We did a survey with our omni diets involving over 200 dog parents feeding a variety of diets including meat-based options. Over 90% of respondents reported that their dogs 'LOVED omni' and many said that they preferred it to their usual meat-based diet. Feel free to check out our testimonials and to see for yourself how excited dogs are when you serve up a dish of omni.
Omni’s recipe contains brown rice and oats which are grains that are both naturally wheat and gluten free however we cannot guarantee the absence of traces of either of these in the mills in which these ingredients are ground up.
Sadly yes, there have been a large number of recalls due to contamination issues with bacteria, fungi, toxic chemicals and antibiotics. Most recalls and reports of serious illness and deaths in humans from handling pet food or dogs fed contaminated pet foods have been in dogs fed raw meats or dried hide chews such as pigs ears (11,10, 12, 13).
Yes, the European regulatory body (FEDIAF) stipulates strict controls (49) on what should go into pet food, before it can be labelled as nutritionally complete. omni not only meets these guidelines but surpasses the minimum requirements on several key points such as the level of protein.
Feeding dogs a balanced diet that contains all the daily nutrients that dogs need has its challenges. Dogs require a minimum level of protein, can only digest a limited amount of fibre and require a precise balance of essential fats vitamins and minerals to cover all their health needs. This is why omni’s recipe has been formulated by industry experts including vets and nutritionists.
The European Pet Food Industry Federation (FEDIAF) publishes Nutritional Guidelines for Dogs and Cats and keeps under constant review nutrition research literature and frequently updates its Nutritional Guidelines for consistency with current scientific data and knowledge (3). Pet food manufacturers in Europe should comply with FEDIAF Guidelines to produce a COMPLETE and balanced food At OMNI we are committed to having our food analysed after production to ensure it continues to meet these FEDIAF Guidelines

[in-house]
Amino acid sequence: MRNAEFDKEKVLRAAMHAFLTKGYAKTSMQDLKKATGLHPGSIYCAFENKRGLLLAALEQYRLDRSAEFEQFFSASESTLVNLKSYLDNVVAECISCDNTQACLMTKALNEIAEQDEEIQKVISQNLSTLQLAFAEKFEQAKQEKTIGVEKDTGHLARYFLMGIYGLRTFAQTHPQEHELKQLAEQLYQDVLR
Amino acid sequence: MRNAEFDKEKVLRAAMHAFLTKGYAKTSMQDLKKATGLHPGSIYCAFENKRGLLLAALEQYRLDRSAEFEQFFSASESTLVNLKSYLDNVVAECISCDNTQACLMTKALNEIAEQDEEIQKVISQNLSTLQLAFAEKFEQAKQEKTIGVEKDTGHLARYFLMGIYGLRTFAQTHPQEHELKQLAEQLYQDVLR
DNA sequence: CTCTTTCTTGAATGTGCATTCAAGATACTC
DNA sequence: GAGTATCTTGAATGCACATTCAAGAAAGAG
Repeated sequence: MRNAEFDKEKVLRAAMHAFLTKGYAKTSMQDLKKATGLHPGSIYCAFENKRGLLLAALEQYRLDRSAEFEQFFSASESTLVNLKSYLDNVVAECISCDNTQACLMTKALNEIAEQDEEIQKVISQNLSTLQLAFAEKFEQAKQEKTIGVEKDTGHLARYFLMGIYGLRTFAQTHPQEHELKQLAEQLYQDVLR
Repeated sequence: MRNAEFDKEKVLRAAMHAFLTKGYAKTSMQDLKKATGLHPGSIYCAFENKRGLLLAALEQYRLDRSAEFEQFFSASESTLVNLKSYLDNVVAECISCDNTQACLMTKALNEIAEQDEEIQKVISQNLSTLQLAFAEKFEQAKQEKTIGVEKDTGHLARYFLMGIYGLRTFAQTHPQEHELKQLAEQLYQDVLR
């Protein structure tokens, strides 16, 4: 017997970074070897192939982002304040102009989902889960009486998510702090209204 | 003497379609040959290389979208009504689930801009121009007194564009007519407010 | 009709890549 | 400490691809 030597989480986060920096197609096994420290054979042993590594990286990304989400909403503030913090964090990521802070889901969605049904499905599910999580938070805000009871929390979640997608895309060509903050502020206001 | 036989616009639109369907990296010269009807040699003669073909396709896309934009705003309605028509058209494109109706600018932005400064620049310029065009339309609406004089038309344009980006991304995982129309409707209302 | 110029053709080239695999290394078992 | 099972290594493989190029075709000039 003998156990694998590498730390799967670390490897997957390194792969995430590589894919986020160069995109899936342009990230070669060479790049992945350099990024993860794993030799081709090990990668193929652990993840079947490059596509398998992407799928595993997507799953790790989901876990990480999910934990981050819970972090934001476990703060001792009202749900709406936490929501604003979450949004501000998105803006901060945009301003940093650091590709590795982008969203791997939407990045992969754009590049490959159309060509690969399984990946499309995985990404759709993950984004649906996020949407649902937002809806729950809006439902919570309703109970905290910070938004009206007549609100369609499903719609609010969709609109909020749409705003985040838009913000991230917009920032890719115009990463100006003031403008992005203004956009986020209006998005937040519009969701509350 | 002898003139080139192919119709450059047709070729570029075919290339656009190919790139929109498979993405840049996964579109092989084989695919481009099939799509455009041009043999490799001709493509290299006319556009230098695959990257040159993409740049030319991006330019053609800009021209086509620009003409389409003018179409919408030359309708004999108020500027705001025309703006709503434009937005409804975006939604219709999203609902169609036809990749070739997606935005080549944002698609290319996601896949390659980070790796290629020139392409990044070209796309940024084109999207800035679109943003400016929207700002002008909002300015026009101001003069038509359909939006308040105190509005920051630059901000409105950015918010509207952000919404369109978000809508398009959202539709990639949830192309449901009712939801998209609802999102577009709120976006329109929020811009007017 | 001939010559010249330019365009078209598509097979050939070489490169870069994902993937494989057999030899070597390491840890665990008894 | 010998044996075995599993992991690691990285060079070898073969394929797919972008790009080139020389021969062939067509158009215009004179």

All omni products are periodically sampled and analysed for their nutritional parameters, quality and safety.
It has been reported that the 500 million dogs and cats of the world eat 20% of the planet’s meat. This is estimated to produce 64 million tonnes of CO2 and methane in just the US alone. To put that into context, that’s the equivalent environmental impact of 13.6 million cars (53)! Plant-based dog foods have been shown to use up to 85% fewer greenhouse gases, consumes 61% less water and uses 92% less land, as compared to traditional meat-based diets. It has been estimated that switching a medium sized dog from a traditional meat-based diet to a plant-based diet like omni is equivalent to savings over a dog’s lifetime of 20 years’ worth of an individual’s showers, 22 return flights from London to New York and 348 Tennis Courts
We're delighted to report that we've managed to persuade our manufacturer to switch to a vegan source of vitamin D3 so our recipe is fully vegan.
The Food and Drug Administration (FDA) in the USA has been investigating links between grain free diets and a form of heart disease known as dilated cardiomyopathy (DCM) (50). Their findings highlight that the incidence of DCM is likely multifactorial and includes a complex interaction of predisposing factors like breed, age and metabolism as well as possibly dietary components (52). Although omni is not grain free, as a vet founded brand we are committed to keeping a close eye on the conclusions of this investigation and any others that may highlight health concerns with any food ingredients.
It’s also worth mentioning that these and other possible concerns around legumes in pet food are poorly understood and as yet there is no evidence nor mechanisms proven for them causing heart disease - at OMNI the health of dogs is our utmost priority, and so we will continue to follow current investigations closely and be guided by the regulatory bodies FEDIAF and AAFCO, who are aware of the studies but currently have not banned legumes in dog food and seem unlikely to based on current findings.
It is crucial to note that only 1% of dogs in the USA are estimated to be impacted by DCM so it is a relatively uncommon condition despite the widespread existence of both grain free diets and those containing legumes (52). The director of the FDA’s centre for veterinary medicine, Dr. Steven Solomon has acknowledged that “complex scientific messaging” has contributed to confusion and misinterpretation on the link between diet and DCM (51). We also supplement taurine as deficiencies of this amino-acid have in the past been linked to heart disease (14).